PICO in Dh4.5m offering

A capital raising by Palestine Insurance Company next month hopes to raise $1.25 million in a bid to strengthen the company's capital base and abide the regulator's laws.

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The Palestine Insurance Company (PICO) plans to issue US$1.25 million (Dh4.5m) worth of shares next month in a bid to strengthen its capital base by as much as 25 per cent and fall into line with regulatory requirements.

PICO launched an initial public offering in May, raising $5m to become one of five insurance companies listed on the Palestine Exchange.

The company, based in Ramallah in the West Bank, plans to raise its capital to $6.25m in January by offering new shares to retail investors. The capital-raising is still subject to approval by the PICO board and the Palestinian Territories' market regulator, the Capital Market Authority (CMA).

The capital-raising is expected to take place in the first quarter of next year, said Ahmad Aweidah, the head of the Palestine Exchange.

"The higher their capital base the better the financial indicators. They need it," he said.

Arab Bank, a Palestinian lender, is expected to be the book-runner for the offering but this is still unconfirmed, said Mohammed Helles, the financial manager of PICO.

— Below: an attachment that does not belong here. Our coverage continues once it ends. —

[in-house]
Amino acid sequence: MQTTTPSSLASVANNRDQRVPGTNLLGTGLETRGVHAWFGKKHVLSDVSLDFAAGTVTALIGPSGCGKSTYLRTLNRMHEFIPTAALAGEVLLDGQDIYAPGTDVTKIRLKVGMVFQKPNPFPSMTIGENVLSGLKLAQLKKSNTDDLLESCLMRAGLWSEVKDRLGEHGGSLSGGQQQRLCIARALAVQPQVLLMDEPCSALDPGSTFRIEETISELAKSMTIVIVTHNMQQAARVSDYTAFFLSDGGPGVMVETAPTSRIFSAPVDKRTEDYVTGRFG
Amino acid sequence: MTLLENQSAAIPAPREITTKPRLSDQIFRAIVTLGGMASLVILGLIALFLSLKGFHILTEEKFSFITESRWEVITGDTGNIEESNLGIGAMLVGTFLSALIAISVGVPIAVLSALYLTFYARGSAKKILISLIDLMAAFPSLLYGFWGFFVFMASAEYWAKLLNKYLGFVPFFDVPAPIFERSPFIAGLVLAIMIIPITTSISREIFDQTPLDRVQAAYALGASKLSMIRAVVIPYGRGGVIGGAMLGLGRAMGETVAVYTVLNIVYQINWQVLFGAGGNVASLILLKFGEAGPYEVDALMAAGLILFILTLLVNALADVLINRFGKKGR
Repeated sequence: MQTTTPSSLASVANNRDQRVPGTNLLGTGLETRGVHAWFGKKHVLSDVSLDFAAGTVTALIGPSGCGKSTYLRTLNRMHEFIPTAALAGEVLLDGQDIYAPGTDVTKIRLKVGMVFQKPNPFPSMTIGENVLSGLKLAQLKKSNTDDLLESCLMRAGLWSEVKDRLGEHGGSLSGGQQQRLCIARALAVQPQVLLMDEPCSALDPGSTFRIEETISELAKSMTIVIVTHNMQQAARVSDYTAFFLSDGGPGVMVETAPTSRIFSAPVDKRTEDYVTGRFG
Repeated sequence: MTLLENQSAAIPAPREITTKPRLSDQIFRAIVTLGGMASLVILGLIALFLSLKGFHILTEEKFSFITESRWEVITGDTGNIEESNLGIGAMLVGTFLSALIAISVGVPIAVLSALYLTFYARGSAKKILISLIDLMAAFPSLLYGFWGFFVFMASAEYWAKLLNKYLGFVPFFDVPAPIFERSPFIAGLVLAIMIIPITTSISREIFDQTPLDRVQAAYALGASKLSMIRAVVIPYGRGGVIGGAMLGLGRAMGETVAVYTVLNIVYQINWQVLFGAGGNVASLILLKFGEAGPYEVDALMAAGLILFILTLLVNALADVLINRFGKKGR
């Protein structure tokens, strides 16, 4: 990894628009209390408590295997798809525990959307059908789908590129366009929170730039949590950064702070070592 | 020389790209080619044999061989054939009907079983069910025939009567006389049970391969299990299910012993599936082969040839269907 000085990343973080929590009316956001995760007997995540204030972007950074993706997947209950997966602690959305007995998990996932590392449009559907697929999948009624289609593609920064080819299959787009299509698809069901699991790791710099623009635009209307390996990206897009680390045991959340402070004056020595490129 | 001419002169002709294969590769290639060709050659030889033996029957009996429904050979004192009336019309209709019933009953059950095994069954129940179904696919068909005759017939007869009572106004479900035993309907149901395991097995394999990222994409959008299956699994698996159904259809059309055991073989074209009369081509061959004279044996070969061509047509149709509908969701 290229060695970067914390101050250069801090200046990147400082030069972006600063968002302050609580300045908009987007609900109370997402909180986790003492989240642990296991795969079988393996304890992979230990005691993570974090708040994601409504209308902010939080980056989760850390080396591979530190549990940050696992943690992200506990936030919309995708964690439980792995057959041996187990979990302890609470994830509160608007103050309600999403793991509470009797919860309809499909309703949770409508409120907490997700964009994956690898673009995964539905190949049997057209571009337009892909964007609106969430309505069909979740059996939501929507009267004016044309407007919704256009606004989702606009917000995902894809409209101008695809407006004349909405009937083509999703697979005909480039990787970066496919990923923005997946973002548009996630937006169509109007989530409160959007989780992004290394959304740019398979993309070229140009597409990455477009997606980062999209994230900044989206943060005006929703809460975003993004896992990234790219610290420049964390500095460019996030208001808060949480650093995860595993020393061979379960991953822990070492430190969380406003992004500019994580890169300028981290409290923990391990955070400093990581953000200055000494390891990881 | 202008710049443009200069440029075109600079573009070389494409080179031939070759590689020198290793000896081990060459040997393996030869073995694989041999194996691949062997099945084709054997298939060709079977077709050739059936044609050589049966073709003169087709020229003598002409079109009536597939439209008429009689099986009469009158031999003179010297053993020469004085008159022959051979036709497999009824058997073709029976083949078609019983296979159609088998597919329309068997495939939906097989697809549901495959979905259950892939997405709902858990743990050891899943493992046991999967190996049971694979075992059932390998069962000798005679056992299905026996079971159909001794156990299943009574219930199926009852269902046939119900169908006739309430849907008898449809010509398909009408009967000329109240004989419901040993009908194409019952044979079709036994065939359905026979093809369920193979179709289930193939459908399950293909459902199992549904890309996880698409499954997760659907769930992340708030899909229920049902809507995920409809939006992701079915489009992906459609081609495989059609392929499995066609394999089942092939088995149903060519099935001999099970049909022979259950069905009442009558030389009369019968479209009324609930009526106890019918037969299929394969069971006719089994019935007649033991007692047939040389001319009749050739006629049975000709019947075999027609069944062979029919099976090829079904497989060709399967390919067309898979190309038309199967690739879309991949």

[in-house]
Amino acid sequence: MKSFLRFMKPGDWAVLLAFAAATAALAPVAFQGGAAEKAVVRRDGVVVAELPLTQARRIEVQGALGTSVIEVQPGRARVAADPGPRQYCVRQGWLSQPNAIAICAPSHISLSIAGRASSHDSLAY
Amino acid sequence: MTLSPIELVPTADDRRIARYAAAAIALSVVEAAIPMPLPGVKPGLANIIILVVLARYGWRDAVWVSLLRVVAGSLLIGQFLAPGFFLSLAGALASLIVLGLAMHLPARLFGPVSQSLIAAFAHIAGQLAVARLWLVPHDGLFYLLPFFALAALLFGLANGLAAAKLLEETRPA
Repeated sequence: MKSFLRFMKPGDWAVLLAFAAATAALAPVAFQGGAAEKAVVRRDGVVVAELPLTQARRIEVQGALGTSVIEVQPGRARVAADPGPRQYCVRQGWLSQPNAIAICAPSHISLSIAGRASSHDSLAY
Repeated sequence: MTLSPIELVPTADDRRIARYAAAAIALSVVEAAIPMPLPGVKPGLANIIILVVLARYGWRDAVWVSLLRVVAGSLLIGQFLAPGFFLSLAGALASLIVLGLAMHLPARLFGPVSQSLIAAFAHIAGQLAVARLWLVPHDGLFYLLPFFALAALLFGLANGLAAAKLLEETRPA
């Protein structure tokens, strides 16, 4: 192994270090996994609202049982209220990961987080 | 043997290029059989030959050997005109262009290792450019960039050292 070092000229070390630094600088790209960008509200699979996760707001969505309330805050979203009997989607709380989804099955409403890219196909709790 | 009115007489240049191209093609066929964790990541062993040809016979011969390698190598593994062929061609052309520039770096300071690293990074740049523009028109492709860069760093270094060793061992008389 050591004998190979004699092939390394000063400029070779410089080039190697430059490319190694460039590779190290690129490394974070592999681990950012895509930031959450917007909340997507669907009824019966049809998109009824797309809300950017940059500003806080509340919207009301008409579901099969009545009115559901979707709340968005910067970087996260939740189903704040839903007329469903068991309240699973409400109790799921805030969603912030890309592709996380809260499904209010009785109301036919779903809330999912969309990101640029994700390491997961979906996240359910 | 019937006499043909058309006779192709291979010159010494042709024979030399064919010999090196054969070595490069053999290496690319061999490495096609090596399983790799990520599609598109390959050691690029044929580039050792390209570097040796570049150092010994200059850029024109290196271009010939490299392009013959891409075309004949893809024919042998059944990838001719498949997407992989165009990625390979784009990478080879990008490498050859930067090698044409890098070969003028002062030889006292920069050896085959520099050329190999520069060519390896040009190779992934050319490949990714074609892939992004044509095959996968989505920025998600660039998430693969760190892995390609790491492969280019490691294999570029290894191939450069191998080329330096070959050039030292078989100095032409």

Insurance companies across the Palestinian Territories are subject to strict rules by the insurance division of the CMA. Under the regulations, insurance companies must maintain a minimum solvency margin to enable them to meet liabilities and pay all claims.

"We have different reasons [for the capital-raising]. One is to strengthen the ability of the company to compete in the local market," Mr Helles said.

He said the Palestinian insurance sector was struggling because of competition and strict regulatory requirements.

"You can't compete, except by giving a discount, which is very risky," he said.

The CMA, the Palestine Insurance Fund, which is the insurance sector's union, and several insurance companies met in Jordan this month to resolve problems that curb profitability for shareholders, Mr Helles said.

Firas Ahmad, a financial manager at AB Invest, the investment arm of Arab Bank in the Palestinian Territories, said the legislative council struggles to put through new laws.

"The biggest loser is the investment sector, and insurance is one of the major sectors of investment in Palestine," he said.